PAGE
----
"Maybe, maybe," Silva said. "We're always close to stopping. We're always close to calling it quits. I don't know. I have a great, great chance for stopping the fight[ing]."
Silva, 38, loves to play with the media, so nothing he said in the interview should be taken too seriously.
When fight fans watch his facial expressions during his talk with MMA Fighting reporter Ariel Helwani, it's clear to see that Silva is just having fun while being a joke-ster.
"I'm going to answer this like Ronaldo did once -- of course I'm going to go back and play and I'm very happy and of course I'm coming back," Silva said while cracking a smile and pointing toward UFC president Dana White while the retirement question was being asked recently.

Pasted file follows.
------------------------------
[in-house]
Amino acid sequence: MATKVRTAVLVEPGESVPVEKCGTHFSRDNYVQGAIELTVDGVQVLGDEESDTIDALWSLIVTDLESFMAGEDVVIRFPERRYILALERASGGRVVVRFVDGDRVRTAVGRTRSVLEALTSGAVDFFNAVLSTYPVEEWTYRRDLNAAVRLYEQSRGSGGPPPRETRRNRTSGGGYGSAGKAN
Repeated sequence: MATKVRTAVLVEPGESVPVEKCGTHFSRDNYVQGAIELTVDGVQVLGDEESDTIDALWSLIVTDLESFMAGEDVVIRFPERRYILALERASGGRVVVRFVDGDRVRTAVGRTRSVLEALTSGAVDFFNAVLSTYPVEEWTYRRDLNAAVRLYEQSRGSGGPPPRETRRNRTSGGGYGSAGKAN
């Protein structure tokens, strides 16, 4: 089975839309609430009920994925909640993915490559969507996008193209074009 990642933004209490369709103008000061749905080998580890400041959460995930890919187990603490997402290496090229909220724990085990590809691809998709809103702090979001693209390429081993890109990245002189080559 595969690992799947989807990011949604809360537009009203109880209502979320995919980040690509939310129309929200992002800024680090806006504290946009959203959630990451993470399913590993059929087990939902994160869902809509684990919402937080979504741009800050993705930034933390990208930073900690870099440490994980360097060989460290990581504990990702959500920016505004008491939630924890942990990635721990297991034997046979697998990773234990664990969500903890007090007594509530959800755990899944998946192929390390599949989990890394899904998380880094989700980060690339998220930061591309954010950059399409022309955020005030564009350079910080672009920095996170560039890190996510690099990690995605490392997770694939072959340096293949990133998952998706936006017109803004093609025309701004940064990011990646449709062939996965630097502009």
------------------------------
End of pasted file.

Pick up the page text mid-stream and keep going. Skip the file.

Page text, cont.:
Since Silva seems to give a different answer in every interview he does, it's impossible to tell when he's being serious and when he's just taking the media for a ride.
He told Helwani that he's always close to calling it quits, yet he said at the UFC 168 pre-fight press conference that he's going to "go back and play" and "of course he's coming back."
"After the last fight, after the dust settled I was sitting thinking alone and thinking maybe I should stop. Maybe this is it," Silva said. "But I got on the phone with my son and my son said, 'Hey dad, do what you want to do, do what makes you happy,' and that's what I'm doing."
If Silva beats Weidman to become UFC middleweight champ again, he could join just a select group of fighters to leave the sport on top.
Recently, UFC welterweight champ Georges St-Pierre left the sport as champ. Silva says everyone is different and retiring as champion isn't all that appealing for him.
"Everyone has to make their own decisions in the end. He made his decision, what was better for him," Silva said of St-Pierre. "That's what is going to be better for him."
Silva fights Weidman in the main event of UFC 168, on Dec. 28 in Las Vegas, Nev.